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In 2015, Tishby and Zaslavsky published a well-known paper claiming that the so-called Information Bottleneck Principle could be used to understand some behaviour of deep neural networks. In a more recent (April 2017) paper, Schwartz-Ziv and Tishby expand on these claims, in particular visualising some of the results.

Later in 2017, a critical paper by Saxe et al. was posted on the OpenReview website (with revisions as recent as 2 weeks ago). It claims that many of the claims made in the Schwartz-Ziv-Tishby paper don't hold up, or at least not in the generality claimed. In fact, if I am reading them right, they claim that the visualised result are an artifact of the choice of activation function -- something that should not matter according to the theory.

However, in the comments, Schwartz-Ziv and Tishby show up with a long list of commentary on the critical paper, saying that the criticism misses the mark. To this in turn the authors of the critical paper respond, but perhaps the conversation is not yet finished.

I am interested in starting a research project into the deep learning aspects of the information bottleneck, but worried that I am going to waste time learning something that has already been 'refuted'. Therefore, my question is:

What is the current expert opinion on the applicability of the Information Bottleneck Principle to understanding Deep Learning?

In particular, I am interested in research on the subject other than what I have linked, and commentary by experts (either directly or indirectly).

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  • $\begingroup$ I think it's worth noting that this is an active area of research, and that this is a very recent paper. The pre-publication review, peer review, and post-publication responses should be seen, in total, as an ongoing conversation about the topic, rather than any particular step in the process comprising the "last word." Or, in the Hegelian view, the dialogue you've cited comprises the thesis-antithesis components of the triad, and we have yet to arrive at synthesis. $\endgroup$ – Sycorax Mar 6 '18 at 18:19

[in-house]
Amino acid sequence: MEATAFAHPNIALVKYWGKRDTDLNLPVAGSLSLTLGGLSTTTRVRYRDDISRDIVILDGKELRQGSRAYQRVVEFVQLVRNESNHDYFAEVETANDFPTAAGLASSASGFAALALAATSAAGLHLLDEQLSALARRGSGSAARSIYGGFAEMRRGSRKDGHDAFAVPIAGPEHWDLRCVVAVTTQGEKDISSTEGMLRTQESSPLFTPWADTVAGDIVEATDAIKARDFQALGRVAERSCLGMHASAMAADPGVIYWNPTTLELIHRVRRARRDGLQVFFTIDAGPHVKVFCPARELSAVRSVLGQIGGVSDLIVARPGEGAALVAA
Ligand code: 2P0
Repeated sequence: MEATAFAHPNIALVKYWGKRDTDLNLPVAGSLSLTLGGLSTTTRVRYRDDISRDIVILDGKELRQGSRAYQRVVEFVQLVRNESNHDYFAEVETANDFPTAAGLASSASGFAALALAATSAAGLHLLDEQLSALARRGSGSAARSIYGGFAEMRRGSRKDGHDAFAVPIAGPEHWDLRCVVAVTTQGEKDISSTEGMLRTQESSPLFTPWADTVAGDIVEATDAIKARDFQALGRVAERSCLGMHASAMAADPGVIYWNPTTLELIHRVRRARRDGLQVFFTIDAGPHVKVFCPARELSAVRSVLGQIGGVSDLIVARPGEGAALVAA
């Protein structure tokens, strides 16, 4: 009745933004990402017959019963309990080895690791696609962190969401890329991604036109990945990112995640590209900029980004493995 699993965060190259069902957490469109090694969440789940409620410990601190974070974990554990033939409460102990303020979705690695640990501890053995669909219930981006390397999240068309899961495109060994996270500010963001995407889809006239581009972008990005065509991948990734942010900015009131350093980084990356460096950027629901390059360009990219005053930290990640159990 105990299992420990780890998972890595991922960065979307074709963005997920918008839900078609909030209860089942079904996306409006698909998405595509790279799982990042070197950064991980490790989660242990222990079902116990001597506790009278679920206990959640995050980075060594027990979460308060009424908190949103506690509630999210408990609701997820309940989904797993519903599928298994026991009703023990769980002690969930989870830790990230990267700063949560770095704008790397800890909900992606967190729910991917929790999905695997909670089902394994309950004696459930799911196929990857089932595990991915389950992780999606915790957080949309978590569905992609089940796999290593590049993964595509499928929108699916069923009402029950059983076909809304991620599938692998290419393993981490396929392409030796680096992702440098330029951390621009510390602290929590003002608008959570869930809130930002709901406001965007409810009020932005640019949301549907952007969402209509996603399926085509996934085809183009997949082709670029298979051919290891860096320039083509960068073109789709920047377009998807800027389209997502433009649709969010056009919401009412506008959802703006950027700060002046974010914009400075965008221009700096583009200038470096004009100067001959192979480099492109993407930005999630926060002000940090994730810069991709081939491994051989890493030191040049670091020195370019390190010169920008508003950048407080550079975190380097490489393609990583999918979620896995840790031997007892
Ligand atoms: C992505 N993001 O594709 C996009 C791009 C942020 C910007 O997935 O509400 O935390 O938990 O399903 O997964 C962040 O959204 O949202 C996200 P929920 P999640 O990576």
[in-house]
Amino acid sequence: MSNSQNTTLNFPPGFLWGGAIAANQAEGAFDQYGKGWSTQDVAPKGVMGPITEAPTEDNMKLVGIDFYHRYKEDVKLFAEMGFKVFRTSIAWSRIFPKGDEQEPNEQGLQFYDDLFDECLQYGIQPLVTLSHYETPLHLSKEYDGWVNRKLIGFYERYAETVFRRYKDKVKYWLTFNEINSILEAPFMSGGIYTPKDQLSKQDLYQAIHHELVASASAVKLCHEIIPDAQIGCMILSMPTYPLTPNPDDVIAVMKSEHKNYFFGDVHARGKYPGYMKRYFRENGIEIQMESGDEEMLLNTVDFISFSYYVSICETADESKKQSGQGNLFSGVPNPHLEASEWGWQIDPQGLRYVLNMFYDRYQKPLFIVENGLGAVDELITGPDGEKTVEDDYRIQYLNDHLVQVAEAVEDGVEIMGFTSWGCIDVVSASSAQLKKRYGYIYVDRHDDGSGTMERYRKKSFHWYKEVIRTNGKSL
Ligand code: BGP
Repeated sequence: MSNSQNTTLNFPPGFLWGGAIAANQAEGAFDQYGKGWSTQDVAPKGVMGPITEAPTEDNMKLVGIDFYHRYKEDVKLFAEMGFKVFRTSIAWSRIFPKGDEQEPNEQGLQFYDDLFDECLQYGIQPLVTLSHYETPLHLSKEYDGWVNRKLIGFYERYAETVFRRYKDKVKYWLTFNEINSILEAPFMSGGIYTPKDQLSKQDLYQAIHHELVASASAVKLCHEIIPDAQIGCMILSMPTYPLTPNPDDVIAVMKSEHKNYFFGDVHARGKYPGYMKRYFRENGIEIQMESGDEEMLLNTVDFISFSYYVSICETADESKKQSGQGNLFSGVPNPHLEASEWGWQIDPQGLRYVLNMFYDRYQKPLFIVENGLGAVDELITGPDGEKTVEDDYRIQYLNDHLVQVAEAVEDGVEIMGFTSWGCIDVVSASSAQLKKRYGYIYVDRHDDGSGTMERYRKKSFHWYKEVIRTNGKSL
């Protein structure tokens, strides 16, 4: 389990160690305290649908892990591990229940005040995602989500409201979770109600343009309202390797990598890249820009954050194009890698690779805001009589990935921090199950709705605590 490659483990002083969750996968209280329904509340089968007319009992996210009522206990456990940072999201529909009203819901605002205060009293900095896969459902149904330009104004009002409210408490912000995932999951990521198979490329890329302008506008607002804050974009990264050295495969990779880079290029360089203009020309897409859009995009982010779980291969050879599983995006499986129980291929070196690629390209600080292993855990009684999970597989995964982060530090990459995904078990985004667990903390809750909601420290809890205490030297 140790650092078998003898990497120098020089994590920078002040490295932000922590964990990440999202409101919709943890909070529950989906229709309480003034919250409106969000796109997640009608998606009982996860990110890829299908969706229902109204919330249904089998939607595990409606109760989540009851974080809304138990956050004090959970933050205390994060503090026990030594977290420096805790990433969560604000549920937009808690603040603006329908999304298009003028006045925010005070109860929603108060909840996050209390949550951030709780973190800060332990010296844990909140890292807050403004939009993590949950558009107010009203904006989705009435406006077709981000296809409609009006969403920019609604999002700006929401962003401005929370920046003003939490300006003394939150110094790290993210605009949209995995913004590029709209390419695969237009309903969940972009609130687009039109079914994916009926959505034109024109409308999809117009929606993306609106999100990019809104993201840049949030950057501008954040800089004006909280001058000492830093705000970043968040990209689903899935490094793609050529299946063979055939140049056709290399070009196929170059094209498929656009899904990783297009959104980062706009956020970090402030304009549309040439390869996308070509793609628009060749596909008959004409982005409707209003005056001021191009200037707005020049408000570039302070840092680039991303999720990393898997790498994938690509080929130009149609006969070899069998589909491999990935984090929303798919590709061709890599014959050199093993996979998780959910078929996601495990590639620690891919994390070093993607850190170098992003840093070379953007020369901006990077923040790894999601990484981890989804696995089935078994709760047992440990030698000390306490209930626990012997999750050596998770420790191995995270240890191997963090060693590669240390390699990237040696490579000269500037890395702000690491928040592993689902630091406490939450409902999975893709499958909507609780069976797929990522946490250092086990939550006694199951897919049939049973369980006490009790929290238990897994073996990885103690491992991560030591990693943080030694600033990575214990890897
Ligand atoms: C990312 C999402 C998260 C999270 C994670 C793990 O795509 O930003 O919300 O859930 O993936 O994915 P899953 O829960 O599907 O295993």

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    $\begingroup$ no consensus at all! Give it a try: I, and many others in the Deep Learning community, would like to see more work on it. Sure, there's a risk of failure, but you always have that in research. I cannot comment on the risk of "wasting time", since it depends on what you have at stake: 5 years of Ph.D. $\implies$ significant personal investment, and thus higher risk. 2 years of postdoc $\implies$ less chances of making it work, but also less to lose. But I can try to collect info to let you make a more informed investment :-) $\endgroup$ – DeltaIV Mar 7 '18 at 12:08
  • $\begingroup$ PS it also depends on your career goals, which are off-topic here: as a research topic, it's much more palatable for an academic career. But if you want to work in industry, there are more fruitful topics in Deep Learning right now. This is IMO and other people in the field may beg to differ. $\endgroup$ – DeltaIV Mar 7 '18 at 12:11
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What I will say here is that the proofs that compression guarantees a better lower bound on generalization are accepted, but it's not widely accepted if this lower bound is practically relevant.

For example, a model with better compression might increase the lower bound from 1.0 to 1.5, but it might not be relevant if all models are already performing from 2.0-2.5. Likewise, I think it's apparent that while compression is sufficient for some amount of guaranteed generalization, it's clearly not necessary (for example, invertible neural networks can get just fine generalization).

Probably the right conclusion is that the theory and analysis are a useful direction but it's unclear if it says anything about real networks.

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